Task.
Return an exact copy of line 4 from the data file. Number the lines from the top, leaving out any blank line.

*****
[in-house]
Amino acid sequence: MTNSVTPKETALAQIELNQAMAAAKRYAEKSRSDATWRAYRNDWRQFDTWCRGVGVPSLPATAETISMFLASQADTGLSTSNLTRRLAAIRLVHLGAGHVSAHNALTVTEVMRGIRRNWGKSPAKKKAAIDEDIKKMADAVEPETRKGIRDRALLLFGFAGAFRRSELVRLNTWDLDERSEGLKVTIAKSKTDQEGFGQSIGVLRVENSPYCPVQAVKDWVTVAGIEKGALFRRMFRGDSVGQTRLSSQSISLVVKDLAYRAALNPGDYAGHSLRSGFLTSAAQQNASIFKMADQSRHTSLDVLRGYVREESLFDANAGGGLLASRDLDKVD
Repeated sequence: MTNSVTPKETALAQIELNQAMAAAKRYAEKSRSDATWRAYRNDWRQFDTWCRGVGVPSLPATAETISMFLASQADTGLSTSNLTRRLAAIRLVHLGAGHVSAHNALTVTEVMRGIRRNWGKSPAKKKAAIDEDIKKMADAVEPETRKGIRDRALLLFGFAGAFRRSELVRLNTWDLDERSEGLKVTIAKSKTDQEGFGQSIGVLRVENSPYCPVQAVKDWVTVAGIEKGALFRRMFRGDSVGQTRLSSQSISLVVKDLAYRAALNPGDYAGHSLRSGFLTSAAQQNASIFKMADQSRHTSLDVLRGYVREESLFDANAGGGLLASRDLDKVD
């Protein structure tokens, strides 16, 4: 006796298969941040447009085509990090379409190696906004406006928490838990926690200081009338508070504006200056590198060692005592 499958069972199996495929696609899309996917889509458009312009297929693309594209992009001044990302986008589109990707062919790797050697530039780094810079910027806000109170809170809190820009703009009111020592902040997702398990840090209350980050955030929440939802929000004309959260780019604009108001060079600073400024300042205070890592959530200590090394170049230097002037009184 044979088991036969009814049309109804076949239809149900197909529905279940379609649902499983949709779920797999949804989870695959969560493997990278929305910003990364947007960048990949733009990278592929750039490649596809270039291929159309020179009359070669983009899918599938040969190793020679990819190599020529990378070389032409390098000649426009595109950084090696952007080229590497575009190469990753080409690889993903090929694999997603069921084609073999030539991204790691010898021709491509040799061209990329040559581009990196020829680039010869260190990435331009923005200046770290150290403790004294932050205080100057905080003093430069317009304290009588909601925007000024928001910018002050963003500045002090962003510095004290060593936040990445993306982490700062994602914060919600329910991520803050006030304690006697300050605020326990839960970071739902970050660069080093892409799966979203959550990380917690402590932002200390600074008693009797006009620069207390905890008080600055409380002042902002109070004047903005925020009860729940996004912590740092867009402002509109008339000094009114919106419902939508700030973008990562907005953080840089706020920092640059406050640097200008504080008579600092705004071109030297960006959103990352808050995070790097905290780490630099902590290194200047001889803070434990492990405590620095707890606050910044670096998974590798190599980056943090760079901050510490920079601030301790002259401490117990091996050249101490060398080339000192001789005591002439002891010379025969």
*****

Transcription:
């Protein structure tokens, strides 16, 4: 006796298969941040447009085509990090379409190696906004406006928490838990926690200081009338508070504006200056590198060692005592 499958069972199996495929696609899309996917889509458009312009297929693309594209992009001044990302986008589109990707062919790797050697530039780094810079910027806000109170809170809190820009703009009111020592902040997702398990840090209350980050955030929440939802929000004309959260780019604009108001060079600073400024300042205070890592959530200590090394170049230097002037009184 044979088991036969009814049309109804076949239809149900197909529905279940379609649902499983949709779920797999949804989870695959969560493997990278929305910003990364947007960048990949733009990278592929750039490649596809270039291929159309020179009359070669983009899918599938040969190793020679990819190599020529990378070389032409390098000649426009595109950084090696952007080229590497575009190469990753080409690889993903090929694999997603069921084609073999030539991204790691010898021709491509040799061209990329040559581009990196020829680039010869260190990435331009923005200046770290150290403790004294932050205080100057905080003093430069317009304290009588909601925007000024928001910018002050963003500045002090962003510095004290060593936040990445993306982490700062994602914060919600329910991520803050006030304690006697300050605020326990839960970071739902970050660069080093892409799966979203959550990380917690402590932002200390600074008693009797006009620069207390905890008080600055409380002042902002109070004047903005925020009860729940996004912590740092867009402002509109008339000094009114919106419902939508700030973008990562907005953080840089706020920092640059406050640097200008504080008579600092705004071109030297960006959103990352808050995070790097905290780490630099902590290194200047001889803070434990492990405590620095707890606050910044670096998974590798190599980056943090760079901050510490920079601030301790002259401490117990091996050249101490060398080339000192001789005591002439002891010379025969």